Hidden Treasures of Cambodia
Siem Reap and Phnom Phen
As a travel destination, Cambodia is not yet ready for overland tours like Vietnam; the Khmer Rouge remained present after the Civil War and there are still active land mines. It seems that everyone in the country has either had a relative maimed by these mines or killed by Pol Pot. Consequently there is much begging in the streets, the markets, the ruins-everywhere. Despite the government charging fees on every tourist departing by plane to care for the children and the crippled, they don’t really do much to discourage the aggressive pleading for a handout. At the temples however, ropes detain the trinket-sellers and the unemployed.
Many travelers in their hurry to visit the famous ancient temples, miss the excitement of the capitol, Phnom Penh. This is the city virtually eradicated as depicted in the movie, The Killing Fields. Phnom Penh is a contrast between modern and rustic infrastructure. The modes of transportation include both the cyclos (rickshaws) and their more efficient version, the motodups (motorcycle with carriage). The markets include the latest in jewelry to the food found on Fear Factor. The lodging includes both hostels and exquisite boutique hotels. Eating establishments comprise numerous pizza shops (although the use of local delicacies creates for some unusual pies) to upscale restaurants. Children in the street speak better English than some of my compatriots. Westerners are welcomed here in spite of the war injustices (American B52 bombers killed up to 750,000 Cambodians in their effort to destroy suspected North Vietnamese supply lines). Even their heroes are counterbalanced – a mix of national and international, ancient and modern. Angeline Jolie is the most revered American in Cambodia. I heard her name mentioned with awe a number of times. One guide told me that she donates much money to the children’s fund and is a friend to the whole country.
|Author at Angor Wat|
During my visit to the Killing Fields I encountered 3 small boys who started talking to me in English; they were possibly 8 or 9 but already had a good command with their questions: “how many brothers and sisters do you have?” I wowed them with that answer (I have 12)! “Are you married? ” I asked them the same questions and they howled. Soon they were asking for tangibles like my pen, which I readily gave them. Then though they moved on to asking for money; at first I hesitated but the Riels are greatly devalued and they only use them to give change for a dollar—so a 1000 note is worth about 50 cents. I looked in my money purse and extracted my last 1000 note and gave it to them saying they would have to share. Their eyes lit up and they were most gracious. I was a little surprised as it wasn’t much, but they continued to jump with joy, and said, “thank you madam,” more than once. It wasn’t until that evening that I realized I had given them my 1000 baht note from Thailand which I was saving for my airport departure tax…it was worth $50.00! These three boys now probably speak about me and Ms. Jolie in the same breath.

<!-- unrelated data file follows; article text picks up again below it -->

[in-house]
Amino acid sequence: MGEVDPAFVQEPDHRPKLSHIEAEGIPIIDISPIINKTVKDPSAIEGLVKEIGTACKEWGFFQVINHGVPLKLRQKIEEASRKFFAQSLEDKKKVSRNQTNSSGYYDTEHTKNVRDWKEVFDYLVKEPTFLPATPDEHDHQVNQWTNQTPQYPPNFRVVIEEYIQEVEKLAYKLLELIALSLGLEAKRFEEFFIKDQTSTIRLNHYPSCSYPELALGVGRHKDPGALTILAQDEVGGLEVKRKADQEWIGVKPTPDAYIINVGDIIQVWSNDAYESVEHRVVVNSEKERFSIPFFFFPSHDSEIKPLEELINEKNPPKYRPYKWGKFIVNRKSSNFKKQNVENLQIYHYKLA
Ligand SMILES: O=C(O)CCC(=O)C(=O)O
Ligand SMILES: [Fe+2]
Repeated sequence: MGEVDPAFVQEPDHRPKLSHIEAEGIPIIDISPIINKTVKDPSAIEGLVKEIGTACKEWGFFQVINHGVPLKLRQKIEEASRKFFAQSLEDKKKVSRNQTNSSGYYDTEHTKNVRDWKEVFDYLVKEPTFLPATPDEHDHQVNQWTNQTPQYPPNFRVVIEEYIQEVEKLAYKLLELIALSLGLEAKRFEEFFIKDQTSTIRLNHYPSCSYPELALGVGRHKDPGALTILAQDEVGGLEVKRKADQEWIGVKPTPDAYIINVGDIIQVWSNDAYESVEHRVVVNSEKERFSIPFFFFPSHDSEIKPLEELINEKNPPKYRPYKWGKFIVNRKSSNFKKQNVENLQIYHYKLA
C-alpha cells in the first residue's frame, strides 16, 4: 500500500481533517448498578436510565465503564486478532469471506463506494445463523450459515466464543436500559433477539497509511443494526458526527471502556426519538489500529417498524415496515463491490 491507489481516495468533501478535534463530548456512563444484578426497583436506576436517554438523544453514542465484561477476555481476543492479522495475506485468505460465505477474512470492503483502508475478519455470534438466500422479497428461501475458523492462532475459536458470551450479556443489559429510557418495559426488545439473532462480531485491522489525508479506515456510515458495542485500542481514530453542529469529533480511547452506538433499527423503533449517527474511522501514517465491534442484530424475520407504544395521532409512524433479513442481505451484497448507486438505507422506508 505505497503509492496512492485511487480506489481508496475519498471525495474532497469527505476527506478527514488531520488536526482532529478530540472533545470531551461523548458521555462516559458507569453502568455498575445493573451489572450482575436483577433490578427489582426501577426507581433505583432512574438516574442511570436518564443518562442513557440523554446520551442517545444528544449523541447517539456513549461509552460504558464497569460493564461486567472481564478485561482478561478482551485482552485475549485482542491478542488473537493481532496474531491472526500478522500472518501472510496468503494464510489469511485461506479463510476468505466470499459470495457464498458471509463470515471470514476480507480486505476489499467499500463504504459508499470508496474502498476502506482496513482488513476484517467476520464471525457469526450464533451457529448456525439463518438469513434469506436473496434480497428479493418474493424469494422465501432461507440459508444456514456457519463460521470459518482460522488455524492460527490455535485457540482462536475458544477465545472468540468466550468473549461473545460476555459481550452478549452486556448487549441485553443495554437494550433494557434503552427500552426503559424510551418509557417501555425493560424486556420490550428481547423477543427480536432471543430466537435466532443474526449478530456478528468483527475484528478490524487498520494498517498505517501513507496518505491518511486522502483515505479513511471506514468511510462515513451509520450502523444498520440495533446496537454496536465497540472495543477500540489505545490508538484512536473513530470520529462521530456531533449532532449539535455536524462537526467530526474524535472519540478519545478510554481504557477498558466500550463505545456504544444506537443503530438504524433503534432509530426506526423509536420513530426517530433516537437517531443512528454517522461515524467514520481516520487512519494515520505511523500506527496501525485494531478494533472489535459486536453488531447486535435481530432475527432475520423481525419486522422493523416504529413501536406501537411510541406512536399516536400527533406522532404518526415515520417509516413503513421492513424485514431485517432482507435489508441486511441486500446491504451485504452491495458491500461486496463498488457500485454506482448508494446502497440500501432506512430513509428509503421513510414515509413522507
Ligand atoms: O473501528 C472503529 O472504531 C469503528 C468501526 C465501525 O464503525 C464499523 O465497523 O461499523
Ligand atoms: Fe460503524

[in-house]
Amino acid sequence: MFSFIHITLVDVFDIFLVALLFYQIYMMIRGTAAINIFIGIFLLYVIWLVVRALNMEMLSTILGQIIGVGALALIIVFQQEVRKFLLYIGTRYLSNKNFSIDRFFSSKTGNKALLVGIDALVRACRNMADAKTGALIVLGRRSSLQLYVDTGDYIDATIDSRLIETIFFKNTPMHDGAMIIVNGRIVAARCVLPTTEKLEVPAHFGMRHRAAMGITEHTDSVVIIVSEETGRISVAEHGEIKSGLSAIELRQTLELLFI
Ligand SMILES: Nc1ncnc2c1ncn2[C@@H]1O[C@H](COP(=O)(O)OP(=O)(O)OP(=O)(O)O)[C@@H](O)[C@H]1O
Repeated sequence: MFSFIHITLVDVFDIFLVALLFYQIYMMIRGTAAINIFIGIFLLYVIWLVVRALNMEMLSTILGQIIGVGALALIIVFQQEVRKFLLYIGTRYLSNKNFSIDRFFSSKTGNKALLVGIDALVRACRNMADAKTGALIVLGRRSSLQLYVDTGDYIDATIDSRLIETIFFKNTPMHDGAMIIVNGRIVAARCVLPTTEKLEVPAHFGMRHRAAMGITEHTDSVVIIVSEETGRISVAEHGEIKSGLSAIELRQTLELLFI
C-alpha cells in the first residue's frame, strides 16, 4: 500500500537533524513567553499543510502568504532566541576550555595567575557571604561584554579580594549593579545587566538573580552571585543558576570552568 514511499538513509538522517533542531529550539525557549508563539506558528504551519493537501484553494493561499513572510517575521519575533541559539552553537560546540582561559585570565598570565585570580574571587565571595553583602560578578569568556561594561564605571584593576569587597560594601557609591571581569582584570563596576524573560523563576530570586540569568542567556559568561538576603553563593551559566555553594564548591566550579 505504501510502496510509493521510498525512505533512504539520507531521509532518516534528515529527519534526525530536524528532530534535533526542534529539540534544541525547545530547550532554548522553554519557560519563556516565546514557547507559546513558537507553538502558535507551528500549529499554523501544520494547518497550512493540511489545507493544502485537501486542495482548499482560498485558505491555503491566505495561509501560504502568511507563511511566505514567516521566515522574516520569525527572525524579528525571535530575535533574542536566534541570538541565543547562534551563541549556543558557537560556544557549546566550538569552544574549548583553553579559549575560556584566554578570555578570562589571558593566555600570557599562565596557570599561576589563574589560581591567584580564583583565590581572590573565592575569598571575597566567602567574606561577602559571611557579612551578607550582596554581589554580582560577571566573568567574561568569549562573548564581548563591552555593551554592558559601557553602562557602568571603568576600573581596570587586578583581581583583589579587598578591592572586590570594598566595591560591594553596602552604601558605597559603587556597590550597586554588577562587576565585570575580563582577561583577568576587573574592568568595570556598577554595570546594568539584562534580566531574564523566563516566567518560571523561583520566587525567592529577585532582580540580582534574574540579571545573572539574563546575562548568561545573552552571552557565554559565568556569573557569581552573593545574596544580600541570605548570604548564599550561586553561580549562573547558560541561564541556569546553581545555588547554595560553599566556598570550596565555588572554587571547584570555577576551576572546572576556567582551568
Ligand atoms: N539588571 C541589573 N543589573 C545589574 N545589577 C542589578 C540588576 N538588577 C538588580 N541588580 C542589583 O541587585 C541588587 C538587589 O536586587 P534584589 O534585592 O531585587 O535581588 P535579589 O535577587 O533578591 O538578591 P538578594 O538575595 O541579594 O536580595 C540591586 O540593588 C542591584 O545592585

Many travel guides suggest taking a boat from Phnom Penh to Siem Reap but due to the time of the year (no guarantees that the boat could land due to dryness) as well as the improved air service, I decided to fly. I coaxed my taxi driver into stopping at the Genocide Museum on the way to the airport. This is not a spot you want to spend a considerable amount of time given the atrocities and horrors that are chronicled here.
After the short flight, I was met at the airport by a driver who I had previously arranged to take me from temple to temple for the next few days. As he drove me into Siem Reap I was shocked at the number of hotels. There were some just being built, some being remodeled, some that must be on the most beautiful list in the world (i.e. Raffles), and some which had to be completely empty. They are in the midst of changing from a backpacking tourist destination to one fit for the burgeoning leisure sightseer. Many of the latter will probably never see the villages where there are boundless massage parlors and incredible markets.
One must purchase a special “visa” pass for the temples. You can buy a multi-day one or just a single day pass. Each site features a temple with its own religious history and time frame and even though they are only kilometers apart, they are all quite different and worth exploring. Safety issues may need addressing, however. I watched as a middle aged man panicked at the prospect of climbing down the multitude of steps from the peaks of Angkor Wat. He scrambled to all four sides looking for an easier route. He was still at the top when I left an hour or so later. The vines and mud at Ta Prohm were very trippable, but again, worth the risk. Seeing Bayon from atop an elephant was just one more first.
The school kids outside of Angkor Wat who sold scarves, books, postcards and other trinkets assured me they were being educated on a half day schedule allowing them time to raise money. In perfect English, they inquired what state I was from and then proceeded to give a run down of all CA statistics: “your capitol is Sacramento, your governor is Arnold.” They knew the population, the largest river and they went on until I spent the rest of my money buying whatever from them.
The temples were exquisite and certainly one of the man-made wonders of the world, but no doubt, it is the children who are the real treasure of this country. Just ask Ms. Jolie!